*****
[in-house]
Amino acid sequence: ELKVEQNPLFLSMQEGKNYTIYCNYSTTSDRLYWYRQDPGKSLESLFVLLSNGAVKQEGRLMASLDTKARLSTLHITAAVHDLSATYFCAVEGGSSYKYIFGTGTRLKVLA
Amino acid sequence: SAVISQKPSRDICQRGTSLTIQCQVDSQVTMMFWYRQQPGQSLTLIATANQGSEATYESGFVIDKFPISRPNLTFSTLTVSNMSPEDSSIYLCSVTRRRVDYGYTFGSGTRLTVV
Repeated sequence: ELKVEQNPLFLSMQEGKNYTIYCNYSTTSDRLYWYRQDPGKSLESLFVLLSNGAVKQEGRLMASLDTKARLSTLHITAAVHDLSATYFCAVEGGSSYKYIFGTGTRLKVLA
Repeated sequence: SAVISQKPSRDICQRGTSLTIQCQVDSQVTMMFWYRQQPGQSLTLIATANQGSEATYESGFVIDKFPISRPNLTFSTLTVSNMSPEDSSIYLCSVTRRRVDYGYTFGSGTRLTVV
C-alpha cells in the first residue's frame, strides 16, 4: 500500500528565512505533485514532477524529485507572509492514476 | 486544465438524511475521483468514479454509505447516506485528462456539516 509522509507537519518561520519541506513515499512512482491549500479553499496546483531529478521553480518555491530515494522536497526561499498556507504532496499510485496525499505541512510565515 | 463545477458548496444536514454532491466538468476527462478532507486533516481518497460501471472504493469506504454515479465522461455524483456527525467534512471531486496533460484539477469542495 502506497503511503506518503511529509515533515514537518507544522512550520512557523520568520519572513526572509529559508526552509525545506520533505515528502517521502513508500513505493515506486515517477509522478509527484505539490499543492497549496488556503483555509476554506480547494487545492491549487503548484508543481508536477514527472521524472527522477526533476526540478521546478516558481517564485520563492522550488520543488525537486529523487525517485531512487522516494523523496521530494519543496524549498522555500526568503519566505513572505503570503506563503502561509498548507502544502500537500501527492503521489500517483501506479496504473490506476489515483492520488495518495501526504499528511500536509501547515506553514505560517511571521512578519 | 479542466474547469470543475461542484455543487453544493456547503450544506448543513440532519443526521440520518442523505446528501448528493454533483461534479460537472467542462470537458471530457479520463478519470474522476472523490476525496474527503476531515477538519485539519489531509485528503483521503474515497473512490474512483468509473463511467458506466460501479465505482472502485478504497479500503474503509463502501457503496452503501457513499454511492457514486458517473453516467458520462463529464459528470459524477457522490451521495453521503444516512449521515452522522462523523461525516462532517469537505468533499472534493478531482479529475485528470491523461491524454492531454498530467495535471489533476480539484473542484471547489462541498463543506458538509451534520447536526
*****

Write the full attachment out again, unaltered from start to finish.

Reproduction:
[in-house]
Amino acid sequence: ELKVEQNPLFLSMQEGKNYTIYCNYSTTSDRLYWYRQDPGKSLESLFVLLSNGAVKQEGRLMASLDTKARLSTLHITAAVHDLSATYFCAVEGGSSYKYIFGTGTRLKVLA
Amino acid sequence: SAVISQKPSRDICQRGTSLTIQCQVDSQVTMMFWYRQQPGQSLTLIATANQGSEATYESGFVIDKFPISRPNLTFSTLTVSNMSPEDSSIYLCSVTRRRVDYGYTFGSGTRLTVV
Repeated sequence: ELKVEQNPLFLSMQEGKNYTIYCNYSTTSDRLYWYRQDPGKSLESLFVLLSNGAVKQEGRLMASLDTKARLSTLHITAAVHDLSATYFCAVEGGSSYKYIFGTGTRLKVLA
Repeated sequence: SAVISQKPSRDICQRGTSLTIQCQVDSQVTMMFWYRQQPGQSLTLIATANQGSEATYESGFVIDKFPISRPNLTFSTLTVSNMSPEDSSIYLCSVTRRRVDYGYTFGSGTRLTVV
C-alpha cells in the first residue's frame, strides 16, 4: 500500500528565512505533485514532477524529485507572509492514476 | 486544465438524511475521483468514479454509505447516506485528462456539516 509522509507537519518561520519541506513515499512512482491549500479553499496546483531529478521553480518555491530515494522536497526561499498556507504532496499510485496525499505541512510565515 | 463545477458548496444536514454532491466538468476527462478532507486533516481518497460501471472504493469506504454515479465522461455524483456527525467534512471531486496533460484539477469542495 502506497503511503506518503511529509515533515514537518507544522512550520512557523520568520519572513526572509529559508526552509525545506520533505515528502517521502513508500513505493515506486515517477509522478509527484505539490499543492497549496488556503483555509476554506480547494487545492491549487503548484508543481508536477514527472521524472527522477526533476526540478521546478516558481517564485520563492522550488520543488525537486529523487525517485531512487522516494523523496521530494519543496524549498522555500526568503519566505513572505503570503506563503502561509498548507502544502500537500501527492503521489500517483501506479496504473490506476489515483492520488495518495501526504499528511500536509501547515506553514505560517511571521512578519 | 479542466474547469470543475461542484455543487453544493456547503450544506448543513440532519443526521440520518442523505446528501448528493454533483461534479460537472467542462470537458471530457479520463478519470474522476472523490476525496474527503476531515477538519485539519489531509485528503483521503474515497473512490474512483468509473463511467458506466460501479465505482472502485478504497479500503474503509463502501457503496452503501457513499454511492457514486458517473453516467458520462463529464459528470459524477457522490451521495453521503444516512449521515452522522462523523461525516462532517469537505468533499472534493478531482479529475485528470491523461491524454492531454498530467495535471489533476480539484473542484471547489462541498463543506458538509451534520447536526